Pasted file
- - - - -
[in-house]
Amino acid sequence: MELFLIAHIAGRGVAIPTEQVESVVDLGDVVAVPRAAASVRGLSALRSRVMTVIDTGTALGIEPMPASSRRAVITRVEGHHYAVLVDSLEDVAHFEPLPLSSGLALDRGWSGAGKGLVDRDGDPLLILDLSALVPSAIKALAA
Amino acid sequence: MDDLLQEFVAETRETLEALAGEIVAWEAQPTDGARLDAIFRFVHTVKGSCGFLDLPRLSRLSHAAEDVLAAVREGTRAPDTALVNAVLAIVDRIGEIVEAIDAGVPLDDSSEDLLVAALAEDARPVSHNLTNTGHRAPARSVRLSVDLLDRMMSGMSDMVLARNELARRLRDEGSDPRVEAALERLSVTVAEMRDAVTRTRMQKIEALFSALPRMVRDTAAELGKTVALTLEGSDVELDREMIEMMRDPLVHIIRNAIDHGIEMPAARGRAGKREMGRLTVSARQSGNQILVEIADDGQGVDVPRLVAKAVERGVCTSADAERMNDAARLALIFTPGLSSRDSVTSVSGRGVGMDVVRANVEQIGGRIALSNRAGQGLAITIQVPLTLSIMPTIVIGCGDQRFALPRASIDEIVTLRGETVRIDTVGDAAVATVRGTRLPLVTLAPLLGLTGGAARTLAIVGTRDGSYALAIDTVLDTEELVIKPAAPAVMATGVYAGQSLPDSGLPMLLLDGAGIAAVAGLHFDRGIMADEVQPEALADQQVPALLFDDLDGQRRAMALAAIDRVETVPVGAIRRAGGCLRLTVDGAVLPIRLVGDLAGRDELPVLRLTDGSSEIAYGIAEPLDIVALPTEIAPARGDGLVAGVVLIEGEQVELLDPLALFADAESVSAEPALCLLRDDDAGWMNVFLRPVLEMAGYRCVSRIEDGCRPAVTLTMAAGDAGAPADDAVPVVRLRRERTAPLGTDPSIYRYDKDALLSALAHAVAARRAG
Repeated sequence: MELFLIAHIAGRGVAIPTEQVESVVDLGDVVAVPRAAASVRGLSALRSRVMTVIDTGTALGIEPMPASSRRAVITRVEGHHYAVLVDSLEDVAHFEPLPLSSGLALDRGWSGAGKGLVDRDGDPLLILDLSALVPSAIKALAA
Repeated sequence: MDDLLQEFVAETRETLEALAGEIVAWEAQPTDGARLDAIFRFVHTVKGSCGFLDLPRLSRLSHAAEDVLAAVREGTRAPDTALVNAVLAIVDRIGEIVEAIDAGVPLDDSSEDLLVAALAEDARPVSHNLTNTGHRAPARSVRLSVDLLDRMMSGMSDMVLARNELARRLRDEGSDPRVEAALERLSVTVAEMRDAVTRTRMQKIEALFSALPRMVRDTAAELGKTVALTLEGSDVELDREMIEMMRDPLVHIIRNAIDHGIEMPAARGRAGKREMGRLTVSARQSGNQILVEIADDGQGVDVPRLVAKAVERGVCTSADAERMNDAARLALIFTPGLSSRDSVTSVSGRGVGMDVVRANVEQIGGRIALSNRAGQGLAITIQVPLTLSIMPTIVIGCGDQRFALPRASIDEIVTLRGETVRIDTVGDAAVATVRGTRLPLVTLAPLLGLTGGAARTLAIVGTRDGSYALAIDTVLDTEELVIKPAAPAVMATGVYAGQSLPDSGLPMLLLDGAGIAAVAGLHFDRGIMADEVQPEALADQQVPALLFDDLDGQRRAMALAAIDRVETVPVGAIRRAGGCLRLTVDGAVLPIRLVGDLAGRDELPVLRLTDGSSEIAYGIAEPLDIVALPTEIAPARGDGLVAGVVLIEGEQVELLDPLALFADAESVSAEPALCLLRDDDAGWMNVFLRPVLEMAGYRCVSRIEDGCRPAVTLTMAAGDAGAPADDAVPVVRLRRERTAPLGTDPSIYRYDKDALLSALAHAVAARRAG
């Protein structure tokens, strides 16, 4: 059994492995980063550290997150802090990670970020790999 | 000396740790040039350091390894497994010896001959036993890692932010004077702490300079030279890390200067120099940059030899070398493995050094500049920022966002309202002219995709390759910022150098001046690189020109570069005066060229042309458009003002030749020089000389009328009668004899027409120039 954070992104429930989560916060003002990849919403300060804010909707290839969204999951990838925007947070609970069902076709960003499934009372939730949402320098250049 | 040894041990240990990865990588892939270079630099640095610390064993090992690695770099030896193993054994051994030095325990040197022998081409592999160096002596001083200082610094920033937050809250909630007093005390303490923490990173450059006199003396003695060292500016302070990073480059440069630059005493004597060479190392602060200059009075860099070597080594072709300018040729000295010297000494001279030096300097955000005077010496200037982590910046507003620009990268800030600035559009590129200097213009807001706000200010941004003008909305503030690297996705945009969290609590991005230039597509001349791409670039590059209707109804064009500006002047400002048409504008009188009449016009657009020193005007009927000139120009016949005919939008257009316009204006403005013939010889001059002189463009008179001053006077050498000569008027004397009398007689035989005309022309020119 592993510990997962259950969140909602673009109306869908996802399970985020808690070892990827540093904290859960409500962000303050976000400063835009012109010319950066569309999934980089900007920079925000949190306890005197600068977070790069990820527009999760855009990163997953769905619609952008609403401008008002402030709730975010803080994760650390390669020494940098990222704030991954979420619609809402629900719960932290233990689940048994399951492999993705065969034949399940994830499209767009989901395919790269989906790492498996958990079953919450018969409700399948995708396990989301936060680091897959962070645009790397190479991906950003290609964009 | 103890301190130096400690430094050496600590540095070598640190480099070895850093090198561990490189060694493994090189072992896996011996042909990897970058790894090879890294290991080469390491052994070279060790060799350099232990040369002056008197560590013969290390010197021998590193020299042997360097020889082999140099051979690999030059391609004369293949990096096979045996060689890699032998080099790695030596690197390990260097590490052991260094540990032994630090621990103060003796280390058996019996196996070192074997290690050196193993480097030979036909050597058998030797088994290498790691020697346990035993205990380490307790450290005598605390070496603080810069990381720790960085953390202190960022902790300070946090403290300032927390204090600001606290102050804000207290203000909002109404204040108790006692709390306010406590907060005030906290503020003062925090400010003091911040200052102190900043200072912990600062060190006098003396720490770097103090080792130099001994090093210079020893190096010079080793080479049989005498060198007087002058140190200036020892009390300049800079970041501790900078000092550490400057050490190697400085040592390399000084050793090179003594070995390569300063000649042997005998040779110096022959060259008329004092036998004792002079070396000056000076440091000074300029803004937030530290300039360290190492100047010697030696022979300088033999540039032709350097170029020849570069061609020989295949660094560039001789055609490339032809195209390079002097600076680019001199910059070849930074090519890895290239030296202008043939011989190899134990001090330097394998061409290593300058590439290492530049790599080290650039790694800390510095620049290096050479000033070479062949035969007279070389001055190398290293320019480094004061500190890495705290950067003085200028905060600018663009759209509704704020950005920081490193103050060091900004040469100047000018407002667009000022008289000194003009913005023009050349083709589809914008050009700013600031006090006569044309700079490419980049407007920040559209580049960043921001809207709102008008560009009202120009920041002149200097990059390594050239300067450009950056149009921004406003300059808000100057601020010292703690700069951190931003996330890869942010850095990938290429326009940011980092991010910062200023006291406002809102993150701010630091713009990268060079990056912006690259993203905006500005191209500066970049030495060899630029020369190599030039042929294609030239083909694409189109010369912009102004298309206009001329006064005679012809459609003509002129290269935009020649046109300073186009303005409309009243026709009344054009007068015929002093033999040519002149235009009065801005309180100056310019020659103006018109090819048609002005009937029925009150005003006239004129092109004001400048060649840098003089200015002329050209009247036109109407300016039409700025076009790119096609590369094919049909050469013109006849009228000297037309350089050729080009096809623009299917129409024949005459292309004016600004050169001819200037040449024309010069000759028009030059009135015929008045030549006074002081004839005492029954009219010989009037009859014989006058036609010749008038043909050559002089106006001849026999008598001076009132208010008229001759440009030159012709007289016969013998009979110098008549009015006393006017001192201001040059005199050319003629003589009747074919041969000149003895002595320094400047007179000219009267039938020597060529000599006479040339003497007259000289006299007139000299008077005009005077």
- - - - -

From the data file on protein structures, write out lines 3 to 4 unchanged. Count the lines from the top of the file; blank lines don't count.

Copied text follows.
Amino acid sequence: MDDLLQEFVAETRETLEALAGEIVAWEAQPTDGARLDAIFRFVHTVKGSCGFLDLPRLSRLSHAAEDVLAAVREGTRAPDTALVNAVLAIVDRIGEIVEAIDAGVPLDDSSEDLLVAALAEDARPVSHNLTNTGHRAPARSVRLSVDLLDRMMSGMSDMVLARNELARRLRDEGSDPRVEAALERLSVTVAEMRDAVTRTRMQKIEALFSALPRMVRDTAAELGKTVALTLEGSDVELDREMIEMMRDPLVHIIRNAIDHGIEMPAARGRAGKREMGRLTVSARQSGNQILVEIADDGQGVDVPRLVAKAVERGVCTSADAERMNDAARLALIFTPGLSSRDSVTSVSGRGVGMDVVRANVEQIGGRIALSNRAGQGLAITIQVPLTLSIMPTIVIGCGDQRFALPRASIDEIVTLRGETVRIDTVGDAAVATVRGTRLPLVTLAPLLGLTGGAARTLAIVGTRDGSYALAIDTVLDTEELVIKPAAPAVMATGVYAGQSLPDSGLPMLLLDGAGIAAVAGLHFDRGIMADEVQPEALADQQVPALLFDDLDGQRRAMALAAIDRVETVPVGAIRRAGGCLRLTVDGAVLPIRLVGDLAGRDELPVLRLTDGSSEIAYGIAEPLDIVALPTEIAPARGDGLVAGVVLIEGEQVELLDPLALFADAESVSAEPALCLLRDDDAGWMNVFLRPVLEMAGYRCVSRIEDGCRPAVTLTMAAGDAGAPADDAVPVVRLRRERTAPLGTDPSIYRYDKDALLSALAHAVAARRAG
Repeated sequence: MELFLIAHIAGRGVAIPTEQVESVVDLGDVVAVPRAAASVRGLSALRSRVMTVIDTGTALGIEPMPASSRRAVITRVEGHHYAVLVDSLEDVAHFEPLPLSSGLALDRGWSGAGKGLVDRDGDPLLILDLSALVPSAIKALAA